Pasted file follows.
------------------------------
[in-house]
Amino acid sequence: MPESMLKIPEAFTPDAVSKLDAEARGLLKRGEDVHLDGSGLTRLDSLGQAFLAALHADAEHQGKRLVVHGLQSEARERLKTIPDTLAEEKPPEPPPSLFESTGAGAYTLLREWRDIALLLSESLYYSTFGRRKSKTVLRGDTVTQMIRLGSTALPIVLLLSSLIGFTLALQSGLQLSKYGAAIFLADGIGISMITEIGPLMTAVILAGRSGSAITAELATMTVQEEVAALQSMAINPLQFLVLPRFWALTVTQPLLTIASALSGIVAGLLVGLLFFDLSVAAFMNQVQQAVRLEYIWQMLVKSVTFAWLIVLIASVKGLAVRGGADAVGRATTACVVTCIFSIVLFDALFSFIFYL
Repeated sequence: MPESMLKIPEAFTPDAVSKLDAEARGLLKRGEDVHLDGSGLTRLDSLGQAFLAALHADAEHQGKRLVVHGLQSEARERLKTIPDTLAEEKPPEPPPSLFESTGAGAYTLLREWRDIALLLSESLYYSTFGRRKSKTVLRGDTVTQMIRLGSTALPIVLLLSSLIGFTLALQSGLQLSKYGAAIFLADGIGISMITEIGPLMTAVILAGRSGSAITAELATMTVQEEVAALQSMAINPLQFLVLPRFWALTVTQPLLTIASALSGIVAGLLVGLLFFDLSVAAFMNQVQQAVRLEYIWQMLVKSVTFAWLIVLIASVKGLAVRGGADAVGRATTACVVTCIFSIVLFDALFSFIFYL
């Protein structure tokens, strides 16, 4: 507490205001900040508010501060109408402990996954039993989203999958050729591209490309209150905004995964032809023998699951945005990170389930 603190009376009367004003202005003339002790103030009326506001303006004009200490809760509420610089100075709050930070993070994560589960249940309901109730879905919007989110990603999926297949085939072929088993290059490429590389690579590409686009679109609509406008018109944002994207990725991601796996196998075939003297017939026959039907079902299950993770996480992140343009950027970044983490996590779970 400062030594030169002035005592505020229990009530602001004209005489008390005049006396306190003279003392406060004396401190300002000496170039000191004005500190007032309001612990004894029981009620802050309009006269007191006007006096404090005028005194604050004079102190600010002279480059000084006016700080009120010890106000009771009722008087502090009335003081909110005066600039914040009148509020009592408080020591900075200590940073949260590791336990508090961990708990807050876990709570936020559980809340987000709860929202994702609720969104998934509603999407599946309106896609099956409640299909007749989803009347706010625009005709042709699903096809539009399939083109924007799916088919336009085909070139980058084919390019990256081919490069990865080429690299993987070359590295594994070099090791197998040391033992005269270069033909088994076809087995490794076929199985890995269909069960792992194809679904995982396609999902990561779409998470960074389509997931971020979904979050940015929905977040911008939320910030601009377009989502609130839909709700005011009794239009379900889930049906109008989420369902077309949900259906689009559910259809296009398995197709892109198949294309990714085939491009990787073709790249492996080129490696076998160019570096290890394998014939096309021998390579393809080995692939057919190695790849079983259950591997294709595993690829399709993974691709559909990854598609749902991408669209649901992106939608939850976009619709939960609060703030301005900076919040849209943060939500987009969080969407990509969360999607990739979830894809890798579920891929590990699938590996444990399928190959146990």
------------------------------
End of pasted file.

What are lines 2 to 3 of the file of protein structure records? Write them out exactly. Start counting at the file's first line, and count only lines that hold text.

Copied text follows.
Amino acid sequence: MPESMLKIPEAFTPDAVSKLDAEARGLLKRGEDVHLDGSGLTRLDSLGQAFLAALHADAEHQGKRLVVHGLQSEARERLKTIPDTLAEEKPPEPPPSLFESTGAGAYTLLREWRDIALLLSESLYYSTFGRRKSKTVLRGDTVTQMIRLGSTALPIVLLLSSLIGFTLALQSGLQLSKYGAAIFLADGIGISMITEIGPLMTAVILAGRSGSAITAELATMTVQEEVAALQSMAINPLQFLVLPRFWALTVTQPLLTIASALSGIVAGLLVGLLFFDLSVAAFMNQVQQAVRLEYIWQMLVKSVTFAWLIVLIASVKGLAVRGGADAVGRATTACVVTCIFSIVLFDALFSFIFYL
Repeated sequence: MPESMLKIPEAFTPDAVSKLDAEARGLLKRGEDVHLDGSGLTRLDSLGQAFLAALHADAEHQGKRLVVHGLQSEARERLKTIPDTLAEEKPPEPPPSLFESTGAGAYTLLREWRDIALLLSESLYYSTFGRRKSKTVLRGDTVTQMIRLGSTALPIVLLLSSLIGFTLALQSGLQLSKYGAAIFLADGIGISMITEIGPLMTAVILAGRSGSAITAELATMTVQEEVAALQSMAINPLQFLVLPRFWALTVTQPLLTIASALSGIVAGLLVGLLFFDLSVAAFMNQVQQAVRLEYIWQMLVKSVTFAWLIVLIASVKGLAVRGGADAVGRATTACVVTCIFSIVLFDALFSFIFYL